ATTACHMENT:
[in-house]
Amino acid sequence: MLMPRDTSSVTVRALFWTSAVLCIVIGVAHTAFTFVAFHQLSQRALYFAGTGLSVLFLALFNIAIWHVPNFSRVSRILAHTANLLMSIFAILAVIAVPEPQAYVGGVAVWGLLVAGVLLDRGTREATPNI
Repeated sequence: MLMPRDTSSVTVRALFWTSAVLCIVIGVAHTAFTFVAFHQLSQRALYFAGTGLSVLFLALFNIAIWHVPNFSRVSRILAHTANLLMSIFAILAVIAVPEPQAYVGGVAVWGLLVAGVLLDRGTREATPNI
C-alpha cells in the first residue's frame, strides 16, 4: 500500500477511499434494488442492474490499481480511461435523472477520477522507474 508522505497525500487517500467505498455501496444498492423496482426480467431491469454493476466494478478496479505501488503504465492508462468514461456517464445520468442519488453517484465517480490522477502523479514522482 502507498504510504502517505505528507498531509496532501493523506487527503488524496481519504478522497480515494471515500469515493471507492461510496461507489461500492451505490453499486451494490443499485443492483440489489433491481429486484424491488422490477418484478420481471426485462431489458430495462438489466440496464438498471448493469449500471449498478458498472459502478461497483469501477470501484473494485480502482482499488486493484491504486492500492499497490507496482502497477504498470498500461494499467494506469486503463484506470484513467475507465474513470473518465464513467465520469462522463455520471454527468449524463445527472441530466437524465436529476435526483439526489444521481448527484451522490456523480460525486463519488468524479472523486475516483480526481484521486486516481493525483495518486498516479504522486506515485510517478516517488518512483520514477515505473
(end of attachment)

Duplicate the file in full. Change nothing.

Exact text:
[in-house]
Amino acid sequence: MLMPRDTSSVTVRALFWTSAVLCIVIGVAHTAFTFVAFHQLSQRALYFAGTGLSVLFLALFNIAIWHVPNFSRVSRILAHTANLLMSIFAILAVIAVPEPQAYVGGVAVWGLLVAGVLLDRGTREATPNI
Repeated sequence: MLMPRDTSSVTVRALFWTSAVLCIVIGVAHTAFTFVAFHQLSQRALYFAGTGLSVLFLALFNIAIWHVPNFSRVSRILAHTANLLMSIFAILAVIAVPEPQAYVGGVAVWGLLVAGVLLDRGTREATPNI
C-alpha cells in the first residue's frame, strides 16, 4: 500500500477511499434494488442492474490499481480511461435523472477520477522507474 508522505497525500487517500467505498455501496444498492423496482426480467431491469454493476466494478478496479505501488503504465492508462468514461456517464445520468442519488453517484465517480490522477502523479514522482 502507498504510504502517505505528507498531509496532501493523506487527503488524496481519504478522497480515494471515500469515493471507492461510496461507489461500492451505490453499486451494490443499485443492483440489489433491481429486484424491488422490477418484478420481471426485462431489458430495462438489466440496464438498471448493469449500471449498478458498472459502478461497483469501477470501484473494485480502482482499488486493484491504486492500492499497490507496482502497477504498470498500461494499467494506469486503463484506470484513467475507465474513470473518465464513467465520469462522463455520471454527468449524463445527472441530466437524465436529476435526483439526489444521481448527484451522490456523480460525486463519488468524479472523486475516483480526481484521486486516481493525483495518486498516479504522486506515485510517478516517488518512483520514477515505473